But wait! Jon Lester produced a 3.32 ERA this season. That’s really good, right? Technically it is, yes. In this case, however, Lester’s ERA hides the deficiencies of his profile rather than illuminating the virtues. In the 2018 regular season, Lester conceded a .290 BABIP. That’s a bit better than major-league average. His 80.3% left-on-base rate, however, represented the eighth-highest mark in baseball. While good pitchers tend to record higher strand rates, Lester’s number is well above his career average of 75.2%.
It’s possible Lester buckled down a bit with runners on base: he recorded more strikeouts and walks in those situations while also allowing fewer home runs. There’s some indication, in other words, that Lester was a bit more careful when difficult situations presented themselves.
The data seem to support this point. With the bases empty, Lester went to his four-seam fastball 47% of the time, and this is where he threw it.
With runners on, though, his four-seam fastball usage dropped to 41% with a lot more pitches out of the zone or on the corners, as this chart from Baseball Savant shows.
The extra care Lester seems to have taken with runners on base might explain some of the discrepancy in his numbers, as Lester’s 3.75 FIP with runners on base would have resulted in double his 1.6 WAR on the season if he could pitch like that all the time. If we continue to follow this theory, we might conclude that Lester can still be pretty close to the pitcher he once was, but he might not have the stamina or strength to do so all of the time. The good news for Lester and the Cubs is that, tonight, he only has to be strong for a single game, and Lester has been a more deliberate and better pitcher over the final month of the season.
Here are Lester’s five-game rolling FIP and ERA marks this season.
Note the gap between ERA and FIP for what is essentially the first half of the season and then the poor numbers in both statistics for much of the second half. Over the last month, though, Lester has put together a fantastic 2.39 FIP and 1.52 ERA heading into the playoffs. His strikeout rate of 25% and walk rate of 7% mirror the numbers he posted in 2016, when the Cubs won the championship. Lester’s velocity hasn’t been any better, and aside from featuring the cutter a bit more and lessening the change, the pitch mix has been close to the same. His plate-discipline numbers haven’t changed too much either.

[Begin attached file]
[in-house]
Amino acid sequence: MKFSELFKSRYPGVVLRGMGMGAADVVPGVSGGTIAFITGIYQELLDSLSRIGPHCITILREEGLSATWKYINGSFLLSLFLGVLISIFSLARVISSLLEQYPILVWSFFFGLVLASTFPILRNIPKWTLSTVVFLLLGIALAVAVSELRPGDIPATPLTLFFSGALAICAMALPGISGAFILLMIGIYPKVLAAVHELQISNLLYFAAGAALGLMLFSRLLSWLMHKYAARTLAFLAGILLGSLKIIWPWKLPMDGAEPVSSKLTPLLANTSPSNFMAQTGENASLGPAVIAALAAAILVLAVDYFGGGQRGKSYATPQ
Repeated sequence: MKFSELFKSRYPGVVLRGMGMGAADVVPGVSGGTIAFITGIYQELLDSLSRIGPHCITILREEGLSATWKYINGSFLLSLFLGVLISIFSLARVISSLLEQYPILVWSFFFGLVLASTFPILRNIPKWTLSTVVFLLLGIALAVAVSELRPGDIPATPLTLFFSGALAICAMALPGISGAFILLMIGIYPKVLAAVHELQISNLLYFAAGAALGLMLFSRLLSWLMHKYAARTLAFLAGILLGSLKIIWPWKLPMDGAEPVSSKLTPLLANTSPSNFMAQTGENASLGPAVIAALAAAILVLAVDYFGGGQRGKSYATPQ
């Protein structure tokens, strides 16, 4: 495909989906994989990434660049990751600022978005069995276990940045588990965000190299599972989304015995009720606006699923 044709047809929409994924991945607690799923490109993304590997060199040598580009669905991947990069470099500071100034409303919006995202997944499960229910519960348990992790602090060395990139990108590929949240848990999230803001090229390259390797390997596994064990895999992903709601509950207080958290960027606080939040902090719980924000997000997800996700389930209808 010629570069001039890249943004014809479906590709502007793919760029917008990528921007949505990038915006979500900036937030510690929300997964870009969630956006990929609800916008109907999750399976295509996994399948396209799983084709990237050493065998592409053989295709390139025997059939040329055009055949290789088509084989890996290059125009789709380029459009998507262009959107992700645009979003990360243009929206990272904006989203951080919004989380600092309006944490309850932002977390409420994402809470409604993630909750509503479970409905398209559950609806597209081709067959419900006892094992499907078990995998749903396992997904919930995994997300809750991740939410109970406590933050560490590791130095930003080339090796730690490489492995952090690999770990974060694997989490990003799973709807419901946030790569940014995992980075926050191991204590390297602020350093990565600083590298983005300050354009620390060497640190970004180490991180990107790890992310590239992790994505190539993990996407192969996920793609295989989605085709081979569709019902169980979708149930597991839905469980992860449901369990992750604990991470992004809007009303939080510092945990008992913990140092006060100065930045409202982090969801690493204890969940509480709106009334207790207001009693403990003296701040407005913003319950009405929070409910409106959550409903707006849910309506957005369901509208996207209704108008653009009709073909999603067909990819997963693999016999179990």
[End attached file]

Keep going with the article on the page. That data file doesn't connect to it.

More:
It does look like he’s made two alterations over the past month, though. First, he’s pitching much more slowly. Before September, Lester took 22.4 seconds between each pitch, but that figure has increased to 24.6 seconds in September. He went from being a quick worker for most of the season to slower than league average for the final month. Another difference is that he has begun pitching inside more to righties. This is where his fastball went to righties for the first five months of the season.
And this is where those pitches have been located over the last month.
Perhaps Lester has watched Cole Hamels succeed by going inside and has followed his fellow lefty’s lead. Maybe he has noticed hitters were crowding the plate. Regardless of the reason, Lester has gotten much better results on the fastball against righties, going from a 5.5% whiff rate, 11 homers, and a .236 ISO on the pitch in the first five months to a 8.6% whiff rate, no homers, and an .053 ISO on the pitch in September. Tonight, look for a slow, deliberate Lester to be careful with the Rockies hitters. If he gets a little help from the home-plate ump, we could see another big performance from a big-game pitcher. Even without a ton of help, if Lester can repeat the success he’s had over the last month, the Cubs might get another crack at the Brewers.
Craig Edwards can be found on twitter @craigjedwards.